- Senior writer ESPN Magazine/ESPN.com
- Analyst/reporter ESPN television
- Author of “The Last Night of the Yankee Dynasty”
Fingers crossed that the 2021 MLB season will begin on time — and that we get to see some live baseball at the ballpark this year.
As we wait, Buster Olney continues his annual ranking of the 10 best players at each position heading into the coming season, based on input from industry evaluators. He begins with pitchers — the top 10 starters and top 10 relievers. He’ll follow that Wednesday with infielders, outfielders on Thursday and teams on Friday.
Trevor Bauer sometime struts off the mound, and Marcus Stroman can be a fist-pumping machine. By their standard, Jacob deGrom is outwardly stoic. But if you look closely, there is extraordinary intensity in deGrom’s work, even when he throws a bullpen session in which the only spectators are New York Mets pitching coach Jeremy Hefner and a bullpen catcher.
If deGrom throws a pitch and it misses by an inch — maybe even less — deGrom will pause and glance toward the sky, the briefest pause as he reassesses what the hell just went wrong and why he just screwed up. This is the best pitcher on the planet challenging himself. “He holds himself to a very, very high standard,” Hefner said.
But mostly, deGrom channels that emotion at hapless hitters, and it’s as if he’s a young Mike Tyson seeing the fear and defeat in the eyes of an opponent, and moving in to finish the job. “Maybe killer instinct isn’t the right phrase to use in this day and age,” Hefner said, “but … it’s like he’s thinking, ‘I’m ready to pounce on this prey and not let him beat me, not let him get away.’ He’s fun-loving, he loves to joke around, but when it’s time to work, there’s a seriousness about him.”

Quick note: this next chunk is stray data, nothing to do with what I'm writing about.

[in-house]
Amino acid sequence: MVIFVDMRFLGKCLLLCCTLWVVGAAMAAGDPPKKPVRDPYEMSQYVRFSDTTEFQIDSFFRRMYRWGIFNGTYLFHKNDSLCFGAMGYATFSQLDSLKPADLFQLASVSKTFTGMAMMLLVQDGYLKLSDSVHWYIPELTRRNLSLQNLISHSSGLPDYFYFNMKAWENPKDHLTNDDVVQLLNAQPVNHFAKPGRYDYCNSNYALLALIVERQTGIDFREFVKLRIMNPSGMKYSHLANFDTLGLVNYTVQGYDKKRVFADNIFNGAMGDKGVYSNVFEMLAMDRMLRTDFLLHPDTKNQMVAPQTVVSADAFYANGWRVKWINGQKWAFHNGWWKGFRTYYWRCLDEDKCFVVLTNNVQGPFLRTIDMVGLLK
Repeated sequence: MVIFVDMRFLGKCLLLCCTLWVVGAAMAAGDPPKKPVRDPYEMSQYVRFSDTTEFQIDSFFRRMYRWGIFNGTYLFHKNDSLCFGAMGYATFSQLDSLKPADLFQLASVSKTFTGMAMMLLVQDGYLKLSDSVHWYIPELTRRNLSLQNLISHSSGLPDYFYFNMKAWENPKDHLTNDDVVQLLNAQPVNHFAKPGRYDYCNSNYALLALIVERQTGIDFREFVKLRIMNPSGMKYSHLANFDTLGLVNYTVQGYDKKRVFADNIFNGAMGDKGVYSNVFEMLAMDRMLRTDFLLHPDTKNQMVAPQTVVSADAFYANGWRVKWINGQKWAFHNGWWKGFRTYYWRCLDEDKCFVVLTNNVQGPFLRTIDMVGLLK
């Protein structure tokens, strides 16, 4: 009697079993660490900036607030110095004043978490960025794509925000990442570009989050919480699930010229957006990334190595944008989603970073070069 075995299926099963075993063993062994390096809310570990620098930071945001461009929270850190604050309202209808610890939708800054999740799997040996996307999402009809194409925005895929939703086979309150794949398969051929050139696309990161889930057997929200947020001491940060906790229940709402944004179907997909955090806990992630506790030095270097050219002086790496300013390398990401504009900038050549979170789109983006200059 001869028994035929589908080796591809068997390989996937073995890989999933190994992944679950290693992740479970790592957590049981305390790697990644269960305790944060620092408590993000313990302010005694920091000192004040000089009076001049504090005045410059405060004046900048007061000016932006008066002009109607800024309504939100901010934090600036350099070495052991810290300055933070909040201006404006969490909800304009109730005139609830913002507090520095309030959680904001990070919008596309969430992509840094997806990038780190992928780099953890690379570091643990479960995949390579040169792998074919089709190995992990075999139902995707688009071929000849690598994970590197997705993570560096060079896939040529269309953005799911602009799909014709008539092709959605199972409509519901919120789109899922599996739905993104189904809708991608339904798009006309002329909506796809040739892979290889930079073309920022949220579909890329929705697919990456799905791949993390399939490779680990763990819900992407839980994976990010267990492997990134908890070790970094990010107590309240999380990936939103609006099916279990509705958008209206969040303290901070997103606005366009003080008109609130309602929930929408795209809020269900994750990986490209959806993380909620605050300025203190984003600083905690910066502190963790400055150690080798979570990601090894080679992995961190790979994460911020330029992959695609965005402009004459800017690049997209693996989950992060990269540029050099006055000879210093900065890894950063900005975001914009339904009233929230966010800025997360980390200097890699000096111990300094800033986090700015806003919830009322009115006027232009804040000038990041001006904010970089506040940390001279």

Evidently. DeGrom ascended from being a really good pitcher into a superstar in the 2018 season, and over the past three years, his production has been spectacular: a 2.10 ERA, with 628 strikeouts over 489 innings, and just 36 homers allowed in 76 starts. He’s won two Cy Young Awards and finished third in another, and with an adjusted ERA+ of 188 — better than Sandy Koufax in the last three incredible years of that Hall of Famer’s career — from 1964 to 1966, Koufax had an adjusted ERA+ of 176.
Comparing the 2020 season to any prior year is folly, because the mitigating strains of last summer were so different. There was no weariness and aches that might’ve developed over 200 innings, but on the other hand, pitchers had to work without the adrenaline they can borrow from fans in the stands. Yankees reliever Adam Ottavino cited, as one example, the two-strike clap that grows in Yankee Stadium and in other places every time a batter is in the hole, reinforcing the defensiveness of the hitter and emotionally spurring the pitcher. That was not available to pitchers like deGrom.
But for the Mets’ ace it really didn’t matter. In some ways, deGrom was the perfect pitcher for a year of no fans in the stands because of his ability to focus on the crisis at hand and to overmatch hitters physically — with his pure stuff — and emotionally. “There’s this aura about him,” said Hefner. “He competes against the game, competes against himself. A lot of that other stuff doesn’t matter — fans or no fans, who’s in the box, whether it’s a playoff game or non-playoff game. He’s thinking, ‘I’m going to win today.'”
Over the past three seasons, deGrom has allowed more than three earned runs in only six of his 76 starts. In 61 of those starts, his opponents have scored two runs or fewer. He has become the model of what a lot of other pitchers want to become.
The top 10 starting pitchers, based on input from industry evaluators:
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